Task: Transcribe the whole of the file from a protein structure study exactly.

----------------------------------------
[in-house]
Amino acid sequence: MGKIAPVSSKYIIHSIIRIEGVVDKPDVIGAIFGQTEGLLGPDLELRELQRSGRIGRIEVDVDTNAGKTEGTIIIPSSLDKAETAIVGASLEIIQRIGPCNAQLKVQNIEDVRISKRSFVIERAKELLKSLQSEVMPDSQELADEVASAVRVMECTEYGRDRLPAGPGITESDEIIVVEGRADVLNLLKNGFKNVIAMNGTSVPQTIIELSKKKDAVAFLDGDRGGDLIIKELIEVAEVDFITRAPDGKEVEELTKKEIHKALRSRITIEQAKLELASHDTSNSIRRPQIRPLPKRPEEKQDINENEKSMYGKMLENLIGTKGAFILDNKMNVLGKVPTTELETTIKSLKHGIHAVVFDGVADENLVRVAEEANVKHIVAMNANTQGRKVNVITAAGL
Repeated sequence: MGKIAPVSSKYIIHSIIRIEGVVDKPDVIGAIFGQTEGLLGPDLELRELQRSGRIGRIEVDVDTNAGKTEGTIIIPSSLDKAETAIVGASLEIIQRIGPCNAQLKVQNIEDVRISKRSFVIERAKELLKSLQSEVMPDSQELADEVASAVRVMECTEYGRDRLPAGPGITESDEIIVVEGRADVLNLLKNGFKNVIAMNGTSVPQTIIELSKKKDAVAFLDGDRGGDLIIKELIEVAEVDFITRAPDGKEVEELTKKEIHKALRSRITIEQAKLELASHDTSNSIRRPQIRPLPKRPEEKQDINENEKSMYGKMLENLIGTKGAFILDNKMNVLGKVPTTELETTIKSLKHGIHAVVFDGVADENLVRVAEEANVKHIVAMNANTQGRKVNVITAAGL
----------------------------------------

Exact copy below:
[in-house]
Amino acid sequence: MGKIAPVSSKYIIHSIIRIEGVVDKPDVIGAIFGQTEGLLGPDLELRELQRSGRIGRIEVDVDTNAGKTEGTIIIPSSLDKAETAIVGASLEIIQRIGPCNAQLKVQNIEDVRISKRSFVIERAKELLKSLQSEVMPDSQELADEVASAVRVMECTEYGRDRLPAGPGITESDEIIVVEGRADVLNLLKNGFKNVIAMNGTSVPQTIIELSKKKDAVAFLDGDRGGDLIIKELIEVAEVDFITRAPDGKEVEELTKKEIHKALRSRITIEQAKLELASHDTSNSIRRPQIRPLPKRPEEKQDINENEKSMYGKMLENLIGTKGAFILDNKMNVLGKVPTTELETTIKSLKHGIHAVVFDGVADENLVRVAEEANVKHIVAMNANTQGRKVNVITAAGL
Repeated sequence: MGKIAPVSSKYIIHSIIRIEGVVDKPDVIGAIFGQTEGLLGPDLELRELQRSGRIGRIEVDVDTNAGKTEGTIIIPSSLDKAETAIVGASLEIIQRIGPCNAQLKVQNIEDVRISKRSFVIERAKELLKSLQSEVMPDSQELADEVASAVRVMECTEYGRDRLPAGPGITESDEIIVVEGRADVLNLLKNGFKNVIAMNGTSVPQTIIELSKKKDAVAFLDGDRGGDLIIKELIEVAEVDFITRAPDGKEVEELTKKEIHKALRSRITIEQAKLELASHDTSNSIRRPQIRPLPKRPEEKQDINENEKSMYGKMLENLIGTKGAFILDNKMNVLGKVPTTELETTIKSLKHGIHAVVFDGVADENLVRVAEEANVKHIVAMNANTQGRKVNVITAAGL